Lymphedema

What is Lymphedema?

The lymphatic system’s function is to collect waste products, bring them to the lymph nodes, and filter them with cells called lymphocytes. However, when a person has Lymphedema, the lymph vessels are damaged or obstructed, which causes fluid retention and swelling. There are two kinds of lymphedemas: primary and secondary.

Primary lymphedema, or hereditary lymphedema, is a rarer congenital condition, while secondary lymphedma can be caused by infections or unidentifable damage to a previously healthy lymphatic system. For instance, secondary lymphedema can often occur after a person is treated for cancer—especially breast cancers. Radiation therapies or lymph node surgery can also cause scar tissue to build up and affect the lymphatic system.

What are the Symptoms of Lymphedema?

Lymphedema’s main symptom is swelling, especially in the hands, feet, legs, and arms. Other signs include fibrosis, tightness in the skin, a restricted range of motion, or infections that keep coming back.

How is Lymphedema Treated?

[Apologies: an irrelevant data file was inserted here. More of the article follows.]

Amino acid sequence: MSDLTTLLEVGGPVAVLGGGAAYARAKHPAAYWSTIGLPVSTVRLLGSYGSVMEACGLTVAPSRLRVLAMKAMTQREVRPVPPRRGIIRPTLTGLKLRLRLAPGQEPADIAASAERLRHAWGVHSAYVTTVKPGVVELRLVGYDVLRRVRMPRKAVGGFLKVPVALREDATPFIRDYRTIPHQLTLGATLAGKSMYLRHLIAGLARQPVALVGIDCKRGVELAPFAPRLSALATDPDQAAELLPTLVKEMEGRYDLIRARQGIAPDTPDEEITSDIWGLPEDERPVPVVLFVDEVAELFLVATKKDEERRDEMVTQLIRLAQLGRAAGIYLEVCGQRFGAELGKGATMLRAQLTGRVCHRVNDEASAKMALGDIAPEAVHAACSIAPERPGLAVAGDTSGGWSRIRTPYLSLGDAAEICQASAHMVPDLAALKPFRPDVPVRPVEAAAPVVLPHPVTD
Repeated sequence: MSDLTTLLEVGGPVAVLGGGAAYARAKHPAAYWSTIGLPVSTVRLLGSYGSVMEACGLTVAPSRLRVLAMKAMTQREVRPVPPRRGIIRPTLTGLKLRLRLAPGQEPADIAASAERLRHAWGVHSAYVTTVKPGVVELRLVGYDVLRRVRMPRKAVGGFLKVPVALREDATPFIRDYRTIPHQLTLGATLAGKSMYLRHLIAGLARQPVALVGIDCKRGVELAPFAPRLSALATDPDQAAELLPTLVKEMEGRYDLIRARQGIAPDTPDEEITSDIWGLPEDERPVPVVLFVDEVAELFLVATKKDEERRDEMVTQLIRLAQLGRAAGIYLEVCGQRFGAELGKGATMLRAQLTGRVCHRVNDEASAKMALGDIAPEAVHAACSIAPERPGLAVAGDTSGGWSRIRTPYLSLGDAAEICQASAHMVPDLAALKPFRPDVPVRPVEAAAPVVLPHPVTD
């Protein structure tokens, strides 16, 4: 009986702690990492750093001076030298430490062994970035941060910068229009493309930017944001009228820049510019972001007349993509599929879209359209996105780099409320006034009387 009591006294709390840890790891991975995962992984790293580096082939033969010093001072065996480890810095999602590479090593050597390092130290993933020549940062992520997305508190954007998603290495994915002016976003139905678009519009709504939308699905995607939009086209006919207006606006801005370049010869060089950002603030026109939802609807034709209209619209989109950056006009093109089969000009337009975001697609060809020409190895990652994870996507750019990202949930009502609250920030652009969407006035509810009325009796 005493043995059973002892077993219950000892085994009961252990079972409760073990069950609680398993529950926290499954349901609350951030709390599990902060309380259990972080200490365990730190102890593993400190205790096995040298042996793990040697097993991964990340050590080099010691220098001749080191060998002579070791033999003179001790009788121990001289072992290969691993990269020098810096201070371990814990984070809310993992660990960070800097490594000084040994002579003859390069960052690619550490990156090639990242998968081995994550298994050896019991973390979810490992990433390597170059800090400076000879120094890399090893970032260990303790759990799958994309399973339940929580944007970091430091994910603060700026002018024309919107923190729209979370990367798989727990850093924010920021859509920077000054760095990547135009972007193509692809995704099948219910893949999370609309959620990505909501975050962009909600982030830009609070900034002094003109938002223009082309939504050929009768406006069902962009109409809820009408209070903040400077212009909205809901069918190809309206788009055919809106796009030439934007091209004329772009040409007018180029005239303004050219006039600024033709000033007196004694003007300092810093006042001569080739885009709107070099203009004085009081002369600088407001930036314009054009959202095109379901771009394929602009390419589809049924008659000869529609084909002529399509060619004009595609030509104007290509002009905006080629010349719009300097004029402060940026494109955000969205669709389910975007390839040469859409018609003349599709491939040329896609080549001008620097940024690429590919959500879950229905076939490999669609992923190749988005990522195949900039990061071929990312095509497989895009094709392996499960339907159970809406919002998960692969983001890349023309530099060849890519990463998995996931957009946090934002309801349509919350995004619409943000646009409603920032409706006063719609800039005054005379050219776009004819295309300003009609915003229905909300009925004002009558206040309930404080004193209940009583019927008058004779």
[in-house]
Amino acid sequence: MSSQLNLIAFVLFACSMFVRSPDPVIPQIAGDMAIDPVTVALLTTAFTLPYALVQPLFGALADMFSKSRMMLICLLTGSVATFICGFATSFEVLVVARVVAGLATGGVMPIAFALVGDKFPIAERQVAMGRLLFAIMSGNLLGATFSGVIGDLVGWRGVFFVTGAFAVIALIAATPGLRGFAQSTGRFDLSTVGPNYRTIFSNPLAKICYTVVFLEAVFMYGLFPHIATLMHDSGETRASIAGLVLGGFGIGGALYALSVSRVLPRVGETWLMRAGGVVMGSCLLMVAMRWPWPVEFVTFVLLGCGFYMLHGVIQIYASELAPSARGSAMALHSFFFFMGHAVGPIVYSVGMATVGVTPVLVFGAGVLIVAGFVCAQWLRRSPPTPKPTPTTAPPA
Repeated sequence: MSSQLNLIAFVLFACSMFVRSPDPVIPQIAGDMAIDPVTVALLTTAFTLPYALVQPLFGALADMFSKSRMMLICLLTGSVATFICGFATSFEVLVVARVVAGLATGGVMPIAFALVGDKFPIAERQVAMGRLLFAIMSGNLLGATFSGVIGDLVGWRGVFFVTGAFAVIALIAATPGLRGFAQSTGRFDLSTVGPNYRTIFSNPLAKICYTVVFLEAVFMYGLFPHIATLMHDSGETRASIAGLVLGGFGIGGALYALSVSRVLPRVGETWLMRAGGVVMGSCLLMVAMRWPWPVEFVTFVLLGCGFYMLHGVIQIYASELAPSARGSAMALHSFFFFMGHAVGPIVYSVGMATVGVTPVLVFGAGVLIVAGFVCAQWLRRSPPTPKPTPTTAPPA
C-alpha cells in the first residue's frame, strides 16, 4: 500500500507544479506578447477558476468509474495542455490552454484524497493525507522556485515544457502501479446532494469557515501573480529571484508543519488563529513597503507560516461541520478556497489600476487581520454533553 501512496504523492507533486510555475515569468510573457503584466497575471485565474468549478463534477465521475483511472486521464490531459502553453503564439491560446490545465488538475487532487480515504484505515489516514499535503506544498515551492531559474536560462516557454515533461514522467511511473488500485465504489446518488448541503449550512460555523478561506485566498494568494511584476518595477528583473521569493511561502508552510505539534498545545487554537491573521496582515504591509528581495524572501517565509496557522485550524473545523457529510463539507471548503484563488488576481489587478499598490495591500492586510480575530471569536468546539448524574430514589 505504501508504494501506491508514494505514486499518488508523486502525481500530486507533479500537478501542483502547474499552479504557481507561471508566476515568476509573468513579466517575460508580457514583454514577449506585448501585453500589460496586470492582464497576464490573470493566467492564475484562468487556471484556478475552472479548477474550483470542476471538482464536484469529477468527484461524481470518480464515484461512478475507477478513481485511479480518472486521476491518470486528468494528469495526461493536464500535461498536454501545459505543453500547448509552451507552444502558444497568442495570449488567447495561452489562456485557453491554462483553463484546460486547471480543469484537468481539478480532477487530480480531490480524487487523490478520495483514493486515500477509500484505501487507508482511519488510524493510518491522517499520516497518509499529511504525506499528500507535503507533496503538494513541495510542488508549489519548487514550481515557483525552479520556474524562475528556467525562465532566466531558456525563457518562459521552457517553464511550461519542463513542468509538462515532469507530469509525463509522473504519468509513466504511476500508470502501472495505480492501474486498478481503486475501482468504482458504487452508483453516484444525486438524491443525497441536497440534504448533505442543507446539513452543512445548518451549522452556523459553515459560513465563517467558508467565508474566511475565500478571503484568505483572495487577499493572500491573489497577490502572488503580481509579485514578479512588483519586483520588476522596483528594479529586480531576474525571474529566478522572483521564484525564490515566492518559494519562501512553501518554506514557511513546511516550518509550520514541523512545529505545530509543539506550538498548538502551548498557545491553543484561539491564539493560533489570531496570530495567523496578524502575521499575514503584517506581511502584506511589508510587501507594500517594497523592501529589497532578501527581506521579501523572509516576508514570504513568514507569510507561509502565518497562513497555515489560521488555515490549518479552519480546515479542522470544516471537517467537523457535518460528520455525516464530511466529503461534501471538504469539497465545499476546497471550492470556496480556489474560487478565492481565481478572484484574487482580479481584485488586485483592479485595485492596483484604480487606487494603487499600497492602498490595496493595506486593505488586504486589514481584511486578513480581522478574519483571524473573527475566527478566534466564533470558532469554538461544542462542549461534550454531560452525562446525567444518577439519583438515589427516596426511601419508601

Although lymphedema cannot be cured, it is a manageable condition. Compression treatments can be used, which is a form of therapy where specially designed garments and stocking are worn on the limbs to increase lymph flow, increase mobility, and reduce swelling.

A lymphatic massage can also improve symptoms, since massage therapists experienced in this therapy are able to figure out areas of obstruction and increase lymphatic flow. Regular exercise and a good skin care regimen can also help those with lymphedema.

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Last Reviewed:
October 06, 2016
Last Updated:
September 01, 2017
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